Today is National Meteor Day. Given the events of this day 111 years ago, the date selected is no accident.
That’s because on this date the most violent explosion in recorded history occurred when a meteorite is believed to have exploded in the air over the Tunguska River in Siberia.
You may have seen pictures taken years after the fact, but the vastness of the devastation is truly amazing — and disquieting.
On this day and for days afterward in 1908, skies as far away as Scotland were aglow from the residue of the immense explosion.
Thankfully, the invader exploded over a largely unpopulated area, leaving trees and wildlife to deal with the aftermath. There were no recorded fatalities. The impact occurred just after 7 a.m. local time, which is a heck of a way to get rousted out of bed.
Yet there were people who saw it happen, albeit from many miles away. They had amazing stories to tell.
S.B. Semenov, a man living in the immediate area of the blast, described it as such:
“Over Onkoul’s Tunguska Road, the sky split in two and fire appeared high and wide over the forest. The split in the sky grew larger, and the entire northern side was covered with fire. At that moment I became so hot that I couldn’t bear it as if my shirt was on fire; from the northern side, where the fire was, came strong heat. I wanted to tear off my shirt and throw it down, but then the sky shut closed, and a strong thump sounded, and I was thrown a few meters.”
That would have been the shock wave from the explosion. Reports of similar sensations were received from people 40 miles away from the site of the blast. Later recreations estimated that if a meteor had caused the explosion, it would have been traveling 34,000 miles per hour upon entering Earth’s atmosphere and exploded about nine miles above the ground.
The resulting explosion was about 85 times stronger than the atomic bomb that leveled Hiroshima, with a shock wave equivalent to a 5.0 Richter-scale earthquake, causing damage that had to be seen to be truly believed, though evidence traveled quickly.
The massive explosion packed a wallop. The resulting seismic shockwave registered with sensitive barometers as far away as England. Dense clouds formed over the region at high altitudes which reflected sunlight from beyond the horizon. Night skies glowed, and reports came in that people who lived as far away as Asia could read newspapers outdoors as late as midnight. Locally, hundreds of reindeer, the livelihood of local herders, were killed, but there was no direct evidence that any person perished in the blast.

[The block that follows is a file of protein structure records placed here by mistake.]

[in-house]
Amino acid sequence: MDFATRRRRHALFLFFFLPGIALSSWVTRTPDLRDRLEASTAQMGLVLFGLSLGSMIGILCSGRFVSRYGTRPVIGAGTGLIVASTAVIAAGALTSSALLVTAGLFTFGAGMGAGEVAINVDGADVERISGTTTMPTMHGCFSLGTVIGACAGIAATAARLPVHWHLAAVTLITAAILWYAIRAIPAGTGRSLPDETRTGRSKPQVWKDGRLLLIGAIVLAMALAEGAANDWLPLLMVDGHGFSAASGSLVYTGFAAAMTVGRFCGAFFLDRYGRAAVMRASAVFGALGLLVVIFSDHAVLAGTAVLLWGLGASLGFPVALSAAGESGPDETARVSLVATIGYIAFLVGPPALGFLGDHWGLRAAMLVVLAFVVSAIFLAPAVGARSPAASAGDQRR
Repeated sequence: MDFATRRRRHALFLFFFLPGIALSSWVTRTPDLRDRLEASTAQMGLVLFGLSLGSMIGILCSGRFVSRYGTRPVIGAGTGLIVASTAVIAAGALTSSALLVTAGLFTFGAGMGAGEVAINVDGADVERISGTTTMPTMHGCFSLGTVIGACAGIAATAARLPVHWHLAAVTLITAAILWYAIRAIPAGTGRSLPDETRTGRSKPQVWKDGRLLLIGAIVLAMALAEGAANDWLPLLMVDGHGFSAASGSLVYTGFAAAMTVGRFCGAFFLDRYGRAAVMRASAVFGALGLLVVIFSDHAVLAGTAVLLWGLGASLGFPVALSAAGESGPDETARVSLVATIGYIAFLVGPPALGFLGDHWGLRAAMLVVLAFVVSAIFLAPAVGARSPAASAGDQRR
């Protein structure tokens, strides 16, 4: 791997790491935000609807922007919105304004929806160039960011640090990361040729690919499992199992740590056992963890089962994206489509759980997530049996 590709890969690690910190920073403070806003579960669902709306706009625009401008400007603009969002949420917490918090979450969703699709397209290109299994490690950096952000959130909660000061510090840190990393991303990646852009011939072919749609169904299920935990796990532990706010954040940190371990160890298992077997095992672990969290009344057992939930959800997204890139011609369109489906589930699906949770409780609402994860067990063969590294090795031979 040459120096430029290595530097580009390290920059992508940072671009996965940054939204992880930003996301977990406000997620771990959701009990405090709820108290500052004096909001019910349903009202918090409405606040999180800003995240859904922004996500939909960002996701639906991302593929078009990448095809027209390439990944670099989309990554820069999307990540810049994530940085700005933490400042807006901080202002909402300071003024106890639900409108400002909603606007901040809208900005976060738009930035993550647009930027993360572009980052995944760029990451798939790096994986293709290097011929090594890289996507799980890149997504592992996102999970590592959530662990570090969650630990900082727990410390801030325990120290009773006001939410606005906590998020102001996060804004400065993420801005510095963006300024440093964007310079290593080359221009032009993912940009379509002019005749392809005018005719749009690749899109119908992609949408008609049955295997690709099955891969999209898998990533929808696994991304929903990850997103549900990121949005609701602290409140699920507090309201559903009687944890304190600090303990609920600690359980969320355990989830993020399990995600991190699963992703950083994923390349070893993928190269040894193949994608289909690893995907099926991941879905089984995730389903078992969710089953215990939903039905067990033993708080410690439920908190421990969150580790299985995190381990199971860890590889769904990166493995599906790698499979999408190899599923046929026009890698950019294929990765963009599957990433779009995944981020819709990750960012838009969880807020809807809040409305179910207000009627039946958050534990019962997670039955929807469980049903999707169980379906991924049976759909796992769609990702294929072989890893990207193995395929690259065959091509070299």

Expeditions to the area in the 1920s led by Leonid Alexjewitch Kulik discovered a blast radius of about 820 square miles in the forest near Tunguska. Only in the center were trees still standing, with branches and bark burned away. Around the epicenter, which was about five square miles in size, an estimated 80 million trees had been felled in a radial pattern emanating away from the center.
Kulik also didn’t find a crater, which led to theorizing about exactly what had happened. The damage was consistent with an immense airburst, but a local newspaper account of the day was plain enough:
“On the 17th of June, around 9 a.m. in the morning, we observed an unusual natural occurrence. In the north Karelinski village [200 verst north of Kirensk] the peasants saw to the north west, rather high above the horizon, some strangely bright (impossible to look at) bluish-white heavenly body, which for 10 minutes moved downwards. The body appeared as a “pipe”, i.e., a cylinder. The sky was cloudless, only a small dark cloud was observed in the general direction of the bright body. It was hot and dry. As the body neared the ground (forest), the bright body seemed to smudge, and then turned into a giant billow of black smoke, and a loud knocking (not thunder) was heard, as if large stones were falling, or artillery was fired. All buildings shook. At the same time the cloud began emitting flames of uncertain shapes. All villagers were stricken with panic and took to the streets, women cried, thinking it was the end of the world.” — Sibir newspaper, July 2, 1908
Local indigenous guides deserted Kulik as he neared the site, out of superstitious fears, but Kulik spent the next several years studying the event. He theorized that an iron meteorite had exploded in the atmosphere, but others thought it might have been a comet.
Since no trace of the object remained, the theory went that a giant ball of ice had exploded, melting itself in the process. Others believed that an immense natural gas explosion had taken place, while still others believed a small black hole had collided with the Earth or, in the History Channel explanation, it might have been aliens.
Today, the generally accepted theory is a meteorite. The Earth was about to pass through the Perseid meteor shower at the time, which it does annually, with the thought being that one of the larger hunks had made impact.
Scientists disagree as to how often such an event takes place on Earth. They think that such an explosion could occur every 300 to 1,000 years, but there’s no doubt that what happened at Tunguska is the largest explosion in recorded history.
As for Kulik, he sadly didn’t get to conclude his research. Drafted into the Army after the German invasion in World War II, he was captured in 1942 and perished in a German prison camp. Since then, scientists the world over have carried on his work, but perhaps equally amazingly, the forest has reclaimed the site of the explosion since then — and no visible traces of the blast can be seen in the area today.
Enjoy today’s open thread!